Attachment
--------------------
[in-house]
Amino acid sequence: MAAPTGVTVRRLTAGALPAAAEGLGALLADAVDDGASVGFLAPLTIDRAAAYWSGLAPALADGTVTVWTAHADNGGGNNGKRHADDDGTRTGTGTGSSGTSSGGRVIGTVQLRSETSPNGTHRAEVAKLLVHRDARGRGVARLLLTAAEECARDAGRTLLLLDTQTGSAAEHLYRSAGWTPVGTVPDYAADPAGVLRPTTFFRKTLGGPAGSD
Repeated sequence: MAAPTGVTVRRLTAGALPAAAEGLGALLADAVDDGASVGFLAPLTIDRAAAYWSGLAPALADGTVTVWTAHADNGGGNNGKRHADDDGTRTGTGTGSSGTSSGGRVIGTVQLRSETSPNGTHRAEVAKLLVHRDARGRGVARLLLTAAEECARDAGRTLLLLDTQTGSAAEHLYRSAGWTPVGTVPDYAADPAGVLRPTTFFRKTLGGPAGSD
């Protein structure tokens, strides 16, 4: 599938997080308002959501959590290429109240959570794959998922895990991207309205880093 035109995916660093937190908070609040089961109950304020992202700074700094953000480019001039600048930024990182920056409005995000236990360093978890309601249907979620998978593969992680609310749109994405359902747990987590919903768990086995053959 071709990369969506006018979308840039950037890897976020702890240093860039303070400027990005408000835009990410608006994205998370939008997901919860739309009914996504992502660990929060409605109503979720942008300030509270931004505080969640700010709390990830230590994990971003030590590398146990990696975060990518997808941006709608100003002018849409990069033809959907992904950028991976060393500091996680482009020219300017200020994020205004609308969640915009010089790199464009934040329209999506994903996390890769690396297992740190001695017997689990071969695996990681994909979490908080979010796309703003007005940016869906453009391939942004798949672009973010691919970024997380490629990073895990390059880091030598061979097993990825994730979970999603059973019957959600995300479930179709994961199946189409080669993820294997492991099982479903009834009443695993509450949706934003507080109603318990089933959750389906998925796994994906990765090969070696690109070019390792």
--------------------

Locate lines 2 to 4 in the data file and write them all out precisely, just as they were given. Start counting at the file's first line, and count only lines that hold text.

Amino acid sequence: MAAPTGVTVRRLTAGALPAAAEGLGALLADAVDDGASVGFLAPLTIDRAAAYWSGLAPALADGTVTVWTAHADNGGGNNGKRHADDDGTRTGTGTGSSGTSSGGRVIGTVQLRSETSPNGTHRAEVAKLLVHRDARGRGVARLLLTAAEECARDAGRTLLLLDTQTGSAAEHLYRSAGWTPVGTVPDYAADPAGVLRPTTFFRKTLGGPAGSD
Repeated sequence: MAAPTGVTVRRLTAGALPAAAEGLGALLADAVDDGASVGFLAPLTIDRAAAYWSGLAPALADGTVTVWTAHADNGGGNNGKRHADDDGTRTGTGTGSSGTSSGGRVIGTVQLRSETSPNGTHRAEVAKLLVHRDARGRGVARLLLTAAEECARDAGRTLLLLDTQTGSAAEHLYRSAGWTPVGTVPDYAADPAGVLRPTTFFRKTLGGPAGSD
């Protein structure tokens, strides 16, 4: 599938997080308002959501959590290429109240959570794959998922895990991207309205880093 035109995916660093937190908070609040089961109950304020992202700074700094953000480019001039600048930024990182920056409005995000236990360093978890309601249907979620998978593969992680609310749109994405359902747990987590919903768990086995053959 071709990369969506006018979308840039950037890897976020702890240093860039303070400027990005408000835009990410608006994205998370939008997901919860739309009914996504992502660990929060409605109503979720942008300030509270931004505080969640700010709390990830230590994990971003030590590398146990990696975060990518997808941006709608100003002018849409990069033809959907992904950028991976060393500091996680482009020219300017200020994020205004609308969640915009010089790199464009934040329209999506994903996390890769690396297992740190001695017997689990071969695996990681994909979490908080979010796309703003007005940016869906453009391939942004798949672009973010691919970024997380490629990073895990390059880091030598061979097993990825994730979970999603059973019957959600995300479930179709994961199946189409080669993820294997492991099982479903009834009443695993509450949706934003507080109603318990089933959750389906998925796994994906990765090969070696690109070019390792």